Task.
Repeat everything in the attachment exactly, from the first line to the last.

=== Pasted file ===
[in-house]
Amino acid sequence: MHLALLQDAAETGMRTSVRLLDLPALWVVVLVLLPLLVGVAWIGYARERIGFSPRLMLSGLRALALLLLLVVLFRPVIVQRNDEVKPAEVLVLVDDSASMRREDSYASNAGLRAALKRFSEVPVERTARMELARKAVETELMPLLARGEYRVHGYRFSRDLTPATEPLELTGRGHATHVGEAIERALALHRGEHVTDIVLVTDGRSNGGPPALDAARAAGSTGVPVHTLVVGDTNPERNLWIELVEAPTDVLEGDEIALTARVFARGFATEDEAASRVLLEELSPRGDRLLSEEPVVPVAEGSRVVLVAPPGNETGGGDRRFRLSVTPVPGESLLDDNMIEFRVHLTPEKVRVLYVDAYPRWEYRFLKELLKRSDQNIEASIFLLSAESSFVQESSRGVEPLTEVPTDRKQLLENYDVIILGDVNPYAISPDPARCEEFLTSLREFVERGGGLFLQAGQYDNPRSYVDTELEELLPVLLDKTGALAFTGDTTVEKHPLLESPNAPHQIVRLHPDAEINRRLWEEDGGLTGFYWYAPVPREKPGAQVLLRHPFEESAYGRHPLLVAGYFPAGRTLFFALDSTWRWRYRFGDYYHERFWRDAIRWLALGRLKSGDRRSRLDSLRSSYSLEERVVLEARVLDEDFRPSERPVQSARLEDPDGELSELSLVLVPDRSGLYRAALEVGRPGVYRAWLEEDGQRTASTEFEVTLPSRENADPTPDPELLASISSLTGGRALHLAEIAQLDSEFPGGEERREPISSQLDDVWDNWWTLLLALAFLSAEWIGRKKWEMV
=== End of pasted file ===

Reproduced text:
[in-house]
Amino acid sequence: MHLALLQDAAETGMRTSVRLLDLPALWVVVLVLLPLLVGVAWIGYARERIGFSPRLMLSGLRALALLLLLVVLFRPVIVQRNDEVKPAEVLVLVDDSASMRREDSYASNAGLRAALKRFSEVPVERTARMELARKAVETELMPLLARGEYRVHGYRFSRDLTPATEPLELTGRGHATHVGEAIERALALHRGEHVTDIVLVTDGRSNGGPPALDAARAAGSTGVPVHTLVVGDTNPERNLWIELVEAPTDVLEGDEIALTARVFARGFATEDEAASRVLLEELSPRGDRLLSEEPVVPVAEGSRVVLVAPPGNETGGGDRRFRLSVTPVPGESLLDDNMIEFRVHLTPEKVRVLYVDAYPRWEYRFLKELLKRSDQNIEASIFLLSAESSFVQESSRGVEPLTEVPTDRKQLLENYDVIILGDVNPYAISPDPARCEEFLTSLREFVERGGGLFLQAGQYDNPRSYVDTELEELLPVLLDKTGALAFTGDTTVEKHPLLESPNAPHQIVRLHPDAEINRRLWEEDGGLTGFYWYAPVPREKPGAQVLLRHPFEESAYGRHPLLVAGYFPAGRTLFFALDSTWRWRYRFGDYYHERFWRDAIRWLALGRLKSGDRRSRLDSLRSSYSLEERVVLEARVLDEDFRPSERPVQSARLEDPDGELSELSLVLVPDRSGLYRAALEVGRPGVYRAWLEEDGQRTASTEFEVTLPSRENADPTPDPELLASISSLTGGRALHLAEIAQLDSEFPGGEERREPISSQLDDVWDNWWTLLLALAFLSAEWIGRKKWEMV